Recent evidence, rigorously laid out in Stephen Oppenheimer’s 2003 book, Out of Eden, has shattered the myth that modern human cognition developed in a gene-fueled European cultural explosion some 30,000 or 40,000 years ago. The most significant development in stone tool technology occurred some 300,000 years ago with the development of flake tools chipped off a specially-prepared stone core, “a multi-stage process requiring that the final product be fixed in the maker’s mind throughout.” Neanderthals and their Cro-magnon cousins had almost identical technology up until 50,000 years ago.
The disappearance of European Neanderthals is something of a paleontologic enigma, especially given recent mitochondrial evidence that no interbreeding occurred between the Neanderthal and Cro-magnon humans that simultaneously inhabited Europe some 28,000-40,000 years ago. The usual survival-of-the-fittest, scarcity-based thinking assumes that the latter either exterminated the former directly, thanks perhaps to superior weaponry, intelligence, and social organization, or simply outcompeted them for habitat. In any event, a dramatic cultural diversion separated the two species at an accelerating rate starting around 40,000 years ago, and apparently resulted in the Neanderthal’s extinction by 28,000 years BCE.
Although some exceptions have been claimed, it is generally thought that Neanderthals lacked art, trade, tools of bone, shell, and antler, and burial of the dead. Neanderthal primitivism is usually taken either (1) to imply that Neanderthals were insufficiently intelligent to develop the technology of modern humans, or (2) as evidence of culture’s cumulative nature; that is to say, Neanderthals were as intelligent as we are, but the technology simply had not time to develop. The first position is increasingly untenable given the parallel development of Stone Age technology up until 50,000 years ago, not to mention Neanderthals’ slightly larger brain size. Either way, they apparently suffered the same fate as most of the world’s indigenous peoples did upon encountering a technologically more advanced culture. A third possibility is rarely discussed: that Neanderthals consciously rejected the innovations that led to our widening separation from nature.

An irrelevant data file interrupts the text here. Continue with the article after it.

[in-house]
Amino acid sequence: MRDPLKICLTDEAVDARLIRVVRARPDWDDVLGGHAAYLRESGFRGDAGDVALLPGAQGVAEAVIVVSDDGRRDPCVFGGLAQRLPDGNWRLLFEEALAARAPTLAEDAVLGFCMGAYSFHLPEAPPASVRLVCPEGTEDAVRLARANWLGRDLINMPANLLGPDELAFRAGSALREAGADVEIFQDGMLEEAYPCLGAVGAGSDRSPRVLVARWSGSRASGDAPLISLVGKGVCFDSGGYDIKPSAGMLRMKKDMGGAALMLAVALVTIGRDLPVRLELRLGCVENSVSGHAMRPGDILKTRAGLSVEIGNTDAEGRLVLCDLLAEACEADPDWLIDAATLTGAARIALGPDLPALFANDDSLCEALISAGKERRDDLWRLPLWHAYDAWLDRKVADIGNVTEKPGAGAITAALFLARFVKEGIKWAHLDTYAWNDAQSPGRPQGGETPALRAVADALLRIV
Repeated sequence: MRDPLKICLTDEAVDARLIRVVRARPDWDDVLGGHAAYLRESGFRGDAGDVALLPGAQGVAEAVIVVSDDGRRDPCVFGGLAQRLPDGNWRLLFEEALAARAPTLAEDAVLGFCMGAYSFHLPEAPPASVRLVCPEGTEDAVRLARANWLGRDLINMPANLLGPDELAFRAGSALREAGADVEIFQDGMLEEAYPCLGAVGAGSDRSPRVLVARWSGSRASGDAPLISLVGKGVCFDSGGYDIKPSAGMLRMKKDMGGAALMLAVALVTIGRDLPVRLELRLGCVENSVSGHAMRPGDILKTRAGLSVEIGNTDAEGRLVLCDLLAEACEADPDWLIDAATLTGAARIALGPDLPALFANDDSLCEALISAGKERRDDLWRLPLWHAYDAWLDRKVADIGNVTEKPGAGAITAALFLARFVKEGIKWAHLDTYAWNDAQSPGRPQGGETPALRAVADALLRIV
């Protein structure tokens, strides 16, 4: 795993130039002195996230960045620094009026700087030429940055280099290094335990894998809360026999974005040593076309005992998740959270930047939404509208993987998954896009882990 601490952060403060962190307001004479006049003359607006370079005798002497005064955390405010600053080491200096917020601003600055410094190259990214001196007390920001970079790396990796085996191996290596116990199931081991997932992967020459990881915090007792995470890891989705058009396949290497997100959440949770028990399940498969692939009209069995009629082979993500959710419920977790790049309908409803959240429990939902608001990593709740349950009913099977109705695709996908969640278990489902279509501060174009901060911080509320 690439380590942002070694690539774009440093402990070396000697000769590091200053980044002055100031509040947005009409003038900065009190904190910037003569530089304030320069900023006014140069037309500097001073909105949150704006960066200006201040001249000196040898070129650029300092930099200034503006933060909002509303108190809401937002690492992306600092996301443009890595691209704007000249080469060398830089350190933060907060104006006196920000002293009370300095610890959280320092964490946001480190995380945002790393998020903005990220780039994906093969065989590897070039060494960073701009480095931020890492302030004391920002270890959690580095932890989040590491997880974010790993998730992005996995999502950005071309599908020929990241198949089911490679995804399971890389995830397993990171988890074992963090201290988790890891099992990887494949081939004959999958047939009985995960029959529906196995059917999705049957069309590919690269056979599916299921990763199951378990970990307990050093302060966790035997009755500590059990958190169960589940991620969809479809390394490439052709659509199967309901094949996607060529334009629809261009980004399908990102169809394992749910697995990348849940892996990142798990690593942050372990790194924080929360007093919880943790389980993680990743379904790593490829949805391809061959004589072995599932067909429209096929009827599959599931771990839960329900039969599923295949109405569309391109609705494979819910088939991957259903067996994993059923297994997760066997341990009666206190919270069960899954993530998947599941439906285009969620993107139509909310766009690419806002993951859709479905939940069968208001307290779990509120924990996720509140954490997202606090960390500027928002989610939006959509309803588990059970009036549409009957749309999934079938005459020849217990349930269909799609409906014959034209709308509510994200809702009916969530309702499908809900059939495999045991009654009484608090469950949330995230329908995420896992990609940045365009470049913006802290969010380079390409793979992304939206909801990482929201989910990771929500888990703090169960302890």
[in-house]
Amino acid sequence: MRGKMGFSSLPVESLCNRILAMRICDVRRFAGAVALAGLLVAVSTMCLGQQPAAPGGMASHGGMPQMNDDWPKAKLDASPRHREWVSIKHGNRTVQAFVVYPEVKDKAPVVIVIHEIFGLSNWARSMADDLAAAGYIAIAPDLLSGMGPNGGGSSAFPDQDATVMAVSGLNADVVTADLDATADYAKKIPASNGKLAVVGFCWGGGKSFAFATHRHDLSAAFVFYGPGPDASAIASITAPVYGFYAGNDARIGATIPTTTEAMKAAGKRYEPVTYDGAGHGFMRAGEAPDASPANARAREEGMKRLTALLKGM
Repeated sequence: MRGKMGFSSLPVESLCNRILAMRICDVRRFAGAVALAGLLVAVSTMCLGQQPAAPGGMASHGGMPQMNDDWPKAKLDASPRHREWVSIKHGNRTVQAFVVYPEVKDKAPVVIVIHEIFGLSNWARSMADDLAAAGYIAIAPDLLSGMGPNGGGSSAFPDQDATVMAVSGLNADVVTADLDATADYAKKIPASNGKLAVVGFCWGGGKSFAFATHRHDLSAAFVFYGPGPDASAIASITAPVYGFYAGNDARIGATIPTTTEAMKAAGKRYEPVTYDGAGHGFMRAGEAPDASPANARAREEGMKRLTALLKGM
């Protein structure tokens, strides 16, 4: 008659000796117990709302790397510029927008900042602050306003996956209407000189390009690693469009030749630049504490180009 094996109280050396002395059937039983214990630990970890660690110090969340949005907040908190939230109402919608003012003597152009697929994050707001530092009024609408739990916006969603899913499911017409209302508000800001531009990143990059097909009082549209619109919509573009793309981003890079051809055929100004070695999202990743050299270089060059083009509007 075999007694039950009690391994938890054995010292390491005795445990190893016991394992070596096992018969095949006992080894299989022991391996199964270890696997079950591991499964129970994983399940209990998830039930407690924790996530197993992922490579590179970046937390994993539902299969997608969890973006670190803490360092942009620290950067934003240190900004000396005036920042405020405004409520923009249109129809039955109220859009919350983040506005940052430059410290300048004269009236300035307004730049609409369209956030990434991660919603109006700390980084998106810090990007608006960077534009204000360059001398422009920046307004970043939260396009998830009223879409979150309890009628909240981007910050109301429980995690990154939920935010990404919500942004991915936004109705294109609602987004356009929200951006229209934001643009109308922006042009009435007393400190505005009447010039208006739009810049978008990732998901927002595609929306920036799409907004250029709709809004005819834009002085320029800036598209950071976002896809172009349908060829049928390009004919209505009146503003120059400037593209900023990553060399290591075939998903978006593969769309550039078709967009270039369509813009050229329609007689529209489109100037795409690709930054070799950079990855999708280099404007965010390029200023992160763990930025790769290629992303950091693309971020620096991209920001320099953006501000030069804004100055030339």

It would not be the only time such a rejection occurred. The more recent history of technology is not without examples of technology rejected or even abandoned. Perhaps the Neanderthals had the anatomical and cognitive capacity to proceed on the accelerating arc of the ascent of humanity, but simply refused to do so. Perhaps they refused the distancing, alienating technologies of semiotic language, number, art, time, and standardized stone tools, intuiting as have shamans and religious mystics ever since that they separate us from nature, spirit, and joy. Perhaps they recognized the idolatry implicit in representational images, the reduction implicit in symbolic language, the suffering implicit in separation of self from environment. Perhaps they thought that separation had gone far enough, and knew that its continued ascent could lead to one place only.
Consider the megafauna extinctions of the northern hemisphere. These happened remarkably recently, after the Neanderthals were gone and modern humans fully established, and are usually attributed to our superior technology and, by implication, superior intelligence. Pause for a moment to think about this—major ecosystem disruption is taken as a sign of superior intelligence! We assume that it is human nature to take as much as possible. Let us discard that assumption for a moment and suppose that the Neanderthals and other pre-modern humans had the intelligence but not the desire. Perhaps they had the wisdom to avoid practices that would disrupt the balance of nature. Later cultures, more distant from nature, nonetheless still understood the importance of maintaining that dwindling connection. They used religious ritual and magic to reaffirm and renew it, relying on an ancient lineage of shamans and stories going back to their original teachers, from a time when harmony with nature did not need these artificial means of reconnection. This idea finds support in certain indigenous myths and legends. Here is a particularly striking one, courtesy of Joseph Epes Brown:
The Yurok of Northern California believe that, in the beginning, the world was inhabited by the wo’gey, or Immortals, who knew how to live in harmony with the earth. The wo’gey departed when the humans arrived. Yet, because they knew that humans did not always follow the laws of the world, they taught them how to perform ceremonies that could restore the earth’s balance.